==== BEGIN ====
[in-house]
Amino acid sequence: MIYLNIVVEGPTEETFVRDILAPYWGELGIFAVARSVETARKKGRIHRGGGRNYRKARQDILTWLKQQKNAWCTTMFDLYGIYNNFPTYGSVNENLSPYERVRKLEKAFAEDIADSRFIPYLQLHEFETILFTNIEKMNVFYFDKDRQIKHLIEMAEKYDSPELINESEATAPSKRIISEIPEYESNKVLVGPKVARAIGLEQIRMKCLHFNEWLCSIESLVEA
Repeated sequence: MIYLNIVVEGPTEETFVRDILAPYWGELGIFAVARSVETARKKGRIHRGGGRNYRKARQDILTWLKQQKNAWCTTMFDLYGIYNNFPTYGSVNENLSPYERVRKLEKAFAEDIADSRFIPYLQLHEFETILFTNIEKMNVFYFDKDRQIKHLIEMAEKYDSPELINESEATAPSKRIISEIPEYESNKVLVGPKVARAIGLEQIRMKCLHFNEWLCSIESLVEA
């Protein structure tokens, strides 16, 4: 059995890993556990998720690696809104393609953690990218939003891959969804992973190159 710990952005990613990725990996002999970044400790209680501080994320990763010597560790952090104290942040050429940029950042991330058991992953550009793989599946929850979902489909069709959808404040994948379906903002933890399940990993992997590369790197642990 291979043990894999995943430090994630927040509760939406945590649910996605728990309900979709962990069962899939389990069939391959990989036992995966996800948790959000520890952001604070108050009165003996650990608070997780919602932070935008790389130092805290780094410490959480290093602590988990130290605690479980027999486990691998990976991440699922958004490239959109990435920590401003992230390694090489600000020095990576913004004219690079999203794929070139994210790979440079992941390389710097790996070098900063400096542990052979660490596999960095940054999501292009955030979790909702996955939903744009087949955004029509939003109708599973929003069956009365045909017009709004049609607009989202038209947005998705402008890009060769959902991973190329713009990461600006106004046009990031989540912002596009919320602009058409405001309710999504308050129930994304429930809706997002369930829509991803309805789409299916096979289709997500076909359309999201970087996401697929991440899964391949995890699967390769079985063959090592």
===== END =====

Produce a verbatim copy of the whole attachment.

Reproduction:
[in-house]
Amino acid sequence: MIYLNIVVEGPTEETFVRDILAPYWGELGIFAVARSVETARKKGRIHRGGGRNYRKARQDILTWLKQQKNAWCTTMFDLYGIYNNFPTYGSVNENLSPYERVRKLEKAFAEDIADSRFIPYLQLHEFETILFTNIEKMNVFYFDKDRQIKHLIEMAEKYDSPELINESEATAPSKRIISEIPEYESNKVLVGPKVARAIGLEQIRMKCLHFNEWLCSIESLVEA
Repeated sequence: MIYLNIVVEGPTEETFVRDILAPYWGELGIFAVARSVETARKKGRIHRGGGRNYRKARQDILTWLKQQKNAWCTTMFDLYGIYNNFPTYGSVNENLSPYERVRKLEKAFAEDIADSRFIPYLQLHEFETILFTNIEKMNVFYFDKDRQIKHLIEMAEKYDSPELINESEATAPSKRIISEIPEYESNKVLVGPKVARAIGLEQIRMKCLHFNEWLCSIESLVEA
């Protein structure tokens, strides 16, 4: 059995890993556990998720690696809104393609953690990218939003891959969804992973190159 710990952005990613990725990996002999970044400790209680501080994320990763010597560790952090104290942040050429940029950042991330058991992953550009793989599946929850979902489909069709959808404040994948379906903002933890399940990993992997590369790197642990 291979043990894999995943430090994630927040509760939406945590649910996605728990309900979709962990069962899939389990069939391959990989036992995966996800948790959000520890952001604070108050009165003996650990608070997780919602932070935008790389130092805290780094410490959480290093602590988990130290605690479980027999486990691998990976991440699922958004490239959109990435920590401003992230390694090489600000020095990576913004004219690079999203794929070139994210790979440079992941390389710097790996070098900063400096542990052979660490596999960095940054999501292009955030979790909702996955939903744009087949955004029509939003109708599973929003069956009365045909017009709004049609607009989202038209947005998705402008890009060769959902991973190329713009990461600006106004046009990031989540912002596009919320602009058409405001309710999504308050129930994304429930809706997002369930829509991803309805789409299916096979289709997500076909359309999201970087996401697929991440899964391949995890699967390769079985063959090592």